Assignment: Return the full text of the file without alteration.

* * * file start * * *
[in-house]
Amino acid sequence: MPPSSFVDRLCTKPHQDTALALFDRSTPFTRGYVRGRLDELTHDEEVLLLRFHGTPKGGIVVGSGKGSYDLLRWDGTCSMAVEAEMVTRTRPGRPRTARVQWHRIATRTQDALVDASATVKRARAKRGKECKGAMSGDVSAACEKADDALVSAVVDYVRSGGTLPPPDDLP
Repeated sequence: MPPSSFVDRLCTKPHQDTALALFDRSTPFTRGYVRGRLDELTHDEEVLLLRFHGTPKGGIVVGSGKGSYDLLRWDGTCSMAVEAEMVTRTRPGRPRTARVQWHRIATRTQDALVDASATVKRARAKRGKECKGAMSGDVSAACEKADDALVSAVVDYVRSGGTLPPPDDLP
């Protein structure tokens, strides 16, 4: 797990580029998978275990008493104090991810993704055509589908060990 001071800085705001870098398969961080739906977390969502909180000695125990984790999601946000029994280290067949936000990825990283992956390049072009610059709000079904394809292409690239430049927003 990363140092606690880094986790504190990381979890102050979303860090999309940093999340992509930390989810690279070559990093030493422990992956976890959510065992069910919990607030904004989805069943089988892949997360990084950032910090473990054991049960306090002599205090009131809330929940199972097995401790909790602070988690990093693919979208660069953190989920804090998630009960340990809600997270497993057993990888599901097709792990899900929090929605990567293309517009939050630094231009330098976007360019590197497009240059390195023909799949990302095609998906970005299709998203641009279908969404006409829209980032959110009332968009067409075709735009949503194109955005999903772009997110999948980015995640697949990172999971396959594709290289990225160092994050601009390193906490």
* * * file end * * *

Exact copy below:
[in-house]
Amino acid sequence: MPPSSFVDRLCTKPHQDTALALFDRSTPFTRGYVRGRLDELTHDEEVLLLRFHGTPKGGIVVGSGKGSYDLLRWDGTCSMAVEAEMVTRTRPGRPRTARVQWHRIATRTQDALVDASATVKRARAKRGKECKGAMSGDVSAACEKADDALVSAVVDYVRSGGTLPPPDDLP
Repeated sequence: MPPSSFVDRLCTKPHQDTALALFDRSTPFTRGYVRGRLDELTHDEEVLLLRFHGTPKGGIVVGSGKGSYDLLRWDGTCSMAVEAEMVTRTRPGRPRTARVQWHRIATRTQDALVDASATVKRARAKRGKECKGAMSGDVSAACEKADDALVSAVVDYVRSGGTLPPPDDLP
């Protein structure tokens, strides 16, 4: 797990580029998978275990008493104090991810993704055509589908060990 001071800085705001870098398969961080739906977390969502909180000695125990984790999601946000029994280290067949936000990825990283992956390049072009610059709000079904394809292409690239430049927003 990363140092606690880094986790504190990381979890102050979303860090999309940093999340992509930390989810690279070559990093030493422990992956976890959510065992069910919990607030904004989805069943089988892949997360990084950032910090473990054991049960306090002599205090009131809330929940199972097995401790909790602070988690990093693919979208660069953190989920804090998630009960340990809600997270497993057993990888599901097709792990899900929090929605990567293309517009939050630094231009330098976007360019590197497009240059390195023909799949990302095609998906970005299709998203641009279908969404006409829209980032959110009332968009067409075709735009949503194109955005999903772009997110999948980015995640697949990172999971396959594709290289990225160092994050601009390193906490």